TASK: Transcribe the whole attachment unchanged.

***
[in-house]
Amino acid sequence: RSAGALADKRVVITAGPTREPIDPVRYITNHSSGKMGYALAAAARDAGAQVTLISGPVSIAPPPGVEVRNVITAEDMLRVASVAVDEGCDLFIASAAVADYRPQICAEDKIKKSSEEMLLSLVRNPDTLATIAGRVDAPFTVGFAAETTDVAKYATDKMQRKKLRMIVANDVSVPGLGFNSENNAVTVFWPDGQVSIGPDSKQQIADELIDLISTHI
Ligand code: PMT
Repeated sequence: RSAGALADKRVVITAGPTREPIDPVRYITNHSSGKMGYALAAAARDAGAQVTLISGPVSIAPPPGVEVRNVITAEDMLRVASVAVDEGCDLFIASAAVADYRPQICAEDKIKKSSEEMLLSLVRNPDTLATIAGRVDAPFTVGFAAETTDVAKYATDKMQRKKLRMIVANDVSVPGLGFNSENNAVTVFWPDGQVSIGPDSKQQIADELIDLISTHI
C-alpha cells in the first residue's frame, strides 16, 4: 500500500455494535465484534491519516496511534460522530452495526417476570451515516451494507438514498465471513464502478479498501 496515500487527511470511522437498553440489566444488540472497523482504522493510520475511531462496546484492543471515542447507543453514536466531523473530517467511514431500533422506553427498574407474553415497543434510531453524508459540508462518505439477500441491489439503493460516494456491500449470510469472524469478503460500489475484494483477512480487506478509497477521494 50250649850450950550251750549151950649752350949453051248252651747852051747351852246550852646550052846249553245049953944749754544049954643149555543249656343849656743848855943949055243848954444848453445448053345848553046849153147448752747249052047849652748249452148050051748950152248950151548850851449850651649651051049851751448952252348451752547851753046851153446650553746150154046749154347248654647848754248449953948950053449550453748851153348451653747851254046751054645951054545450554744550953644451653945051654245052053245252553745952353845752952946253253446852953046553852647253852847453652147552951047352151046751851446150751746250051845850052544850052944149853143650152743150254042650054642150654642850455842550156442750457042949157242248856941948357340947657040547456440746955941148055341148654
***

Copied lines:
[in-house]
Amino acid sequence: RSAGALADKRVVITAGPTREPIDPVRYITNHSSGKMGYALAAAARDAGAQVTLISGPVSIAPPPGVEVRNVITAEDMLRVASVAVDEGCDLFIASAAVADYRPQICAEDKIKKSSEEMLLSLVRNPDTLATIAGRVDAPFTVGFAAETTDVAKYATDKMQRKKLRMIVANDVSVPGLGFNSENNAVTVFWPDGQVSIGPDSKQQIADELIDLISTHI
Ligand code: PMT
Repeated sequence: RSAGALADKRVVITAGPTREPIDPVRYITNHSSGKMGYALAAAARDAGAQVTLISGPVSIAPPPGVEVRNVITAEDMLRVASVAVDEGCDLFIASAAVADYRPQICAEDKIKKSSEEMLLSLVRNPDTLATIAGRVDAPFTVGFAAETTDVAKYATDKMQRKKLRMIVANDVSVPGLGFNSENNAVTVFWPDGQVSIGPDSKQQIADELIDLISTHI
C-alpha cells in the first residue's frame, strides 16, 4: 500500500455494535465484534491519516496511534460522530452495526417476570451515516451494507438514498465471513464502478479498501 496515500487527511470511522437498553440489566444488540472497523482504522493510520475511531462496546484492543471515542447507543453514536466531523473530517467511514431500533422506553427498574407474553415497543434510531453524508459540508462518505439477500441491489439503493460516494456491500449470510469472524469478503460500489475484494483477512480487506478509497477521494 50250649850450950550251750549151950649752350949453051248252651747852051747351852246550852646550052846249553245049953944749754544049954643149555543249656343849656743848855943949055243848954444848453445448053345848553046849153147448752747249052047849652748249452148050051748950152248950151548850851449850651649651051049851751448952252348451752547851753046851153446650553746150154046749154347248654647848754248449953948950053449550453748851153348451653747851254046751054645951054545450554744550953644451653945051654245052053245252553745952353845752952946253253446852953046553852647253852847453652147552951047352151046751851446150751746250051845850052544850052944149853143650152743150254042650054642150654642850455842550156442750457042949157242248856941948357340947657040547456440746955941148055341148654